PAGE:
Yes, the film is violent, terribly so. Pilate has Jesus caned, followed by an appalling scourging (which the script is careful to establish went far beyond the bounds of what the procurator intended). The scourging ends only when a Roman officer scolds the soldiers for their excessive brutality. The soldiers then take Jesus indoors and fashion a crown of thorns for him, which they crush down on his head forcefully, a moment of utterly astonishing cruelty and sadism which vividly and powerfully recreates the event the Gospels recount. The soldiers then continue whipping him while he sits in the dungeon, enjoying themselves immensely.
As Jesus subsequently stands with Pilate before the people, his body is covered with ghastly welts and open wounds inflicted by the vicious beatings. Blood drips from all over him. His condition is truly horrifying to see, and upon seeing him so mistreated, we cannot but feel some small portion of his misery. And Gibson refuses to cut away from him while others debate his fate, forcing us to confront the facts before us.
Nonetheless, rather less of the film is taken up with the violence and brutality toward the Christ than many critics are suggesting. During the atrocious flogging by the Roman guards, for example, the director cuts away from Jesus to Mary, and he follows her through the courtyard and concentrates on her reactions and experiences while we hear the lashes striking home in the background. He certainly leaves the scene of the beating not a moment too soon for most audience members, but he could, after all, have stayed to show the entire thing. Yet he did not. Moreover, during the scenes of torment he cuts away several times to flashbacks that connect aspects of Christ’s suffering to moments of his life that once again draw the viewer to consider his own unrighteousness and consequent complicity in the suffering.
The same effect is created by the many shots in which Jesus is seen from the point of view of the mob. The viewer is part of that crowd, as responsible as they are. This aspect of the visualization, by the way, should be a more than sufficient response to those who have claimed that the film blames a particular group of people for the death of the Christ. It clearly establishes, in both dialogue and visuals, that we are all responsible for Christ’s suffering and death.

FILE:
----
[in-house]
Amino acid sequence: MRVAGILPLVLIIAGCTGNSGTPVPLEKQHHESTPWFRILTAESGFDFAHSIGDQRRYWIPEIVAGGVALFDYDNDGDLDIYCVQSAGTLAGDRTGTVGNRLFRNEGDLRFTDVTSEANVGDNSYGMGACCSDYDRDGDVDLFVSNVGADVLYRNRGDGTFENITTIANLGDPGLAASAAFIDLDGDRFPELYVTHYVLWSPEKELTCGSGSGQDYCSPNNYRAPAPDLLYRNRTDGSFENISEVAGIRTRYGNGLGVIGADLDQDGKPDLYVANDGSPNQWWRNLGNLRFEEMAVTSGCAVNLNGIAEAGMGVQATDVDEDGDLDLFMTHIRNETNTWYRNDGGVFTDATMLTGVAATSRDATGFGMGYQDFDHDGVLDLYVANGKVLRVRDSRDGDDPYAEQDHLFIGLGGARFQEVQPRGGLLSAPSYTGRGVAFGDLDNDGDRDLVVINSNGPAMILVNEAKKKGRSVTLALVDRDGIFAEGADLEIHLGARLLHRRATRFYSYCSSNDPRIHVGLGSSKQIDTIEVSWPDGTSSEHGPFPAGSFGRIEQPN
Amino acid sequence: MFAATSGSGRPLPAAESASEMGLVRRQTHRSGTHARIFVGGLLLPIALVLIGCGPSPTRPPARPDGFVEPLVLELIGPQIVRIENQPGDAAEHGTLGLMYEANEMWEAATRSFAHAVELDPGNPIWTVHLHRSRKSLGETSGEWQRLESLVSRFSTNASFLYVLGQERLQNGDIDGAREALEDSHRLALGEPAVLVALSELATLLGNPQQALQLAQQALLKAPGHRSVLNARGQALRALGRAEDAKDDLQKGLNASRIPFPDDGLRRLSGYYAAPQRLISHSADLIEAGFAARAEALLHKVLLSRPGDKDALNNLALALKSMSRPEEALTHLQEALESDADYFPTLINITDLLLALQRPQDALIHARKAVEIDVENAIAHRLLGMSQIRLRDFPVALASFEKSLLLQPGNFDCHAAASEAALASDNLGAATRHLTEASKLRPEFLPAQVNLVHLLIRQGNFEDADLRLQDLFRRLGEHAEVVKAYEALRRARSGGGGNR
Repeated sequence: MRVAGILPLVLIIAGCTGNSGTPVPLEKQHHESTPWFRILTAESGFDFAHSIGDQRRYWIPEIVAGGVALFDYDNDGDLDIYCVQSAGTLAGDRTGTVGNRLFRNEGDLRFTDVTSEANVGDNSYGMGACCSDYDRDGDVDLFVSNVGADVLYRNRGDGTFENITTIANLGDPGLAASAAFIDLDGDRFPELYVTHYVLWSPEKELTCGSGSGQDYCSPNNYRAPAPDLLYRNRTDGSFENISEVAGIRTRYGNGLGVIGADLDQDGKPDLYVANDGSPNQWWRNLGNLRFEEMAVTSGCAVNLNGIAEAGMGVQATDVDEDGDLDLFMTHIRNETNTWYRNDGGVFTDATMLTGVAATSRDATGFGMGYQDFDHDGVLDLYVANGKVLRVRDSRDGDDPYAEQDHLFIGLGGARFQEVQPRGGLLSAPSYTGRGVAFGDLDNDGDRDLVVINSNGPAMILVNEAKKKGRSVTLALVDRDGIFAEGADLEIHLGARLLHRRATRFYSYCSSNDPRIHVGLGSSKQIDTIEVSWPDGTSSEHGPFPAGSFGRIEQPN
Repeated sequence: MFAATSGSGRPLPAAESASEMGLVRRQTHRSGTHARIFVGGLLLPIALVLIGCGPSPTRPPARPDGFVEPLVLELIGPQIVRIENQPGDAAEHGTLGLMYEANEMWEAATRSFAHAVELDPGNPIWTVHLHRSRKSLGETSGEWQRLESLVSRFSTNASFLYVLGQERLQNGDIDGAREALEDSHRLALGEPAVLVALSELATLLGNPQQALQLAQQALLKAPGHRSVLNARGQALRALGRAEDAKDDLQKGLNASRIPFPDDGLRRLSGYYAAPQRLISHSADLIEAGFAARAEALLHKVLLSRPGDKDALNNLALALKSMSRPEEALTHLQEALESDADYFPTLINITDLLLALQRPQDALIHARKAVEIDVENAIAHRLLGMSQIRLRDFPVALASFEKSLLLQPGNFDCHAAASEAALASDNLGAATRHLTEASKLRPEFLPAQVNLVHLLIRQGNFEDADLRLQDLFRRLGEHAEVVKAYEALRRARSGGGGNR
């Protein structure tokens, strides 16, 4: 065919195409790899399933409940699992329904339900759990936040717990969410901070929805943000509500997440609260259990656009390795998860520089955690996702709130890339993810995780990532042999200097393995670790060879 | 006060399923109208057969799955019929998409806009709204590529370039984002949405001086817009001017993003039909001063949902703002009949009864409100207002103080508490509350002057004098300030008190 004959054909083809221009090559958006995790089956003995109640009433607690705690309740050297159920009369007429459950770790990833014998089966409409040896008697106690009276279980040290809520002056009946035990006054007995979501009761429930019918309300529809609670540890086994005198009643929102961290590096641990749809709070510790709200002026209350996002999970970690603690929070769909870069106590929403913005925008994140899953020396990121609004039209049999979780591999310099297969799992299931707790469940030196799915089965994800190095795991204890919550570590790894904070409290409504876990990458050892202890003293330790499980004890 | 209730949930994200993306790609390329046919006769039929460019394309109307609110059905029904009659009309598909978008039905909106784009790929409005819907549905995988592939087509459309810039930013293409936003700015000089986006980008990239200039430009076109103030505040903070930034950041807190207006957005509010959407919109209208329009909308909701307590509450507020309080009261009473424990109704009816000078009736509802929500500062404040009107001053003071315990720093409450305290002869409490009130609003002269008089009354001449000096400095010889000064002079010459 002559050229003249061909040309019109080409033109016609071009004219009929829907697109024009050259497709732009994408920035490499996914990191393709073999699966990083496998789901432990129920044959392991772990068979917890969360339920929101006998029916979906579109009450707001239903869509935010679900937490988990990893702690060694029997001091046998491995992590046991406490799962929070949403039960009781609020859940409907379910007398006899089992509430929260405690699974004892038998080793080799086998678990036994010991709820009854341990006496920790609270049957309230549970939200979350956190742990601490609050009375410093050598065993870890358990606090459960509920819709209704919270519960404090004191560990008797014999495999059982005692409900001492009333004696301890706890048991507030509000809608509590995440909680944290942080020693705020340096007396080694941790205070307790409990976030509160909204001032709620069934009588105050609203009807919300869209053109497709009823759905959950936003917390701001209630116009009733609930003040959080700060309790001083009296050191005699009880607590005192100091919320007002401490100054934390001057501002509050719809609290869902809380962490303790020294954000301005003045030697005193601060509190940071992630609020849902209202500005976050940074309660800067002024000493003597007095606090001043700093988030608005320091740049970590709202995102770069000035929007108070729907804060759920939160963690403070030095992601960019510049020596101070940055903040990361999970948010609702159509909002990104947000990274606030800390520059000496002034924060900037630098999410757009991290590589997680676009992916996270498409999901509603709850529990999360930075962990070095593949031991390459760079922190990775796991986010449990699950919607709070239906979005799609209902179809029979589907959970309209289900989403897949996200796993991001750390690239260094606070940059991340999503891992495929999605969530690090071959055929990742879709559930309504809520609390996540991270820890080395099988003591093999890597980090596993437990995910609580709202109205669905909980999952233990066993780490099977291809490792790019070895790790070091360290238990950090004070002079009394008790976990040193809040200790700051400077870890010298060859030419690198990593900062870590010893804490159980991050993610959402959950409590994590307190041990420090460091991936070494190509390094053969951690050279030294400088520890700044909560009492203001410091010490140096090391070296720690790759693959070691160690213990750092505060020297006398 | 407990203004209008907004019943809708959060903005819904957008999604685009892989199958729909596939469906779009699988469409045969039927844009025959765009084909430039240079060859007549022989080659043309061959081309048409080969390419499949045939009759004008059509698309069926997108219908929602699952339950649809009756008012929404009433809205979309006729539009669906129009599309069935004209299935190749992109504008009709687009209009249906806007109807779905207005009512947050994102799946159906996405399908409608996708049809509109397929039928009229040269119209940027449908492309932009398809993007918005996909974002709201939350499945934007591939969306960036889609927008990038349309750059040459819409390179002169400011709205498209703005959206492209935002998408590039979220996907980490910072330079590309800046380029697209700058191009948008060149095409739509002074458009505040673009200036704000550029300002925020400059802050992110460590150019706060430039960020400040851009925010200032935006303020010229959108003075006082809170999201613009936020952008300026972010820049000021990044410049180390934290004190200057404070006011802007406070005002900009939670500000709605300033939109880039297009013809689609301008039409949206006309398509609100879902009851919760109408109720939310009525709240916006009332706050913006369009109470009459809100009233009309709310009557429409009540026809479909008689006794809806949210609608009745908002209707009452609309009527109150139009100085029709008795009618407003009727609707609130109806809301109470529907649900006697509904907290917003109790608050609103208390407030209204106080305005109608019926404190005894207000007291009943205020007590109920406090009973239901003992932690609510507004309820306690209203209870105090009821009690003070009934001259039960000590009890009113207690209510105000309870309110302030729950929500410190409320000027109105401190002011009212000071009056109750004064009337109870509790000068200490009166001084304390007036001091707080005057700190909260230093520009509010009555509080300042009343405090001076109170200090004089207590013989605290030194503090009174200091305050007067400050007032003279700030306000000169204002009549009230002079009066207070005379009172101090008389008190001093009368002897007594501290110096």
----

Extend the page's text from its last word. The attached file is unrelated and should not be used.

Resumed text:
The treatment of Simon the Cyrene also contributes to this effect. Simon goes from initially being concerned about his own reputation, as we would be and indeed almost always are, imploring the crowd to remember that he is innocent of any crime and is being forced to carry the cross. Soon, however, he becomes the only reasonably effective protector of Jesus, demanding that the guards stop whipping their prisoner or Simon will refuse to carry the cross any farther. They assent, to get the journey over with as quickly as possible. We would like to think that we would do the same.
All of these elements interrupt the viewer’s witnessing of the violence toward Jesus, and all contribute to the film’s effect of placing the responsibility for this suffering squarely on each member of the audience.
In addition, Jesus asks God the Father more than once to forgive his tormentors. If he can endure this unimaginable suffering and still not call down fire from Heaven, can we not at least be strong enough to watch it in a movie? The notion that we are too weak even to see a recreation of what Jesus managed actually to endure, and which he underwent without enmity toward his tormentors, is in fact utterly grotesque and fundamentally insulting in the lack of fortitude it assumes of us.
Hence, one could perhaps be forgiven for wondering about certain critics’ likely motives in so “warning” potential audiences without sufficiently stressing the reason for this violence. Certainly they cannot wish to spare people the very experience of complicity in Christ’s suffering that Gibson takes such pains to establish, can they? For that is the likely effect of their warnings–that some people will avoid the film as too intense. The Passion of the Christ is forceful indeed, and that power makes the film undeniably difficult to endure, but such intensity in films is precisely what these very same critics are usually most likely to praise.
The only potentially useful argument remaining against the aesthetic of this film, then, is that the violence simply does not fit the story. I should argue quite the contrary. The violence in The Passion of the Christ is entirely effective and perfectly appropriate. I shall never read or hear the Biblical passages regarding the scourging of Jesus without recalling these images which vividly show how truly horrendous it must have been.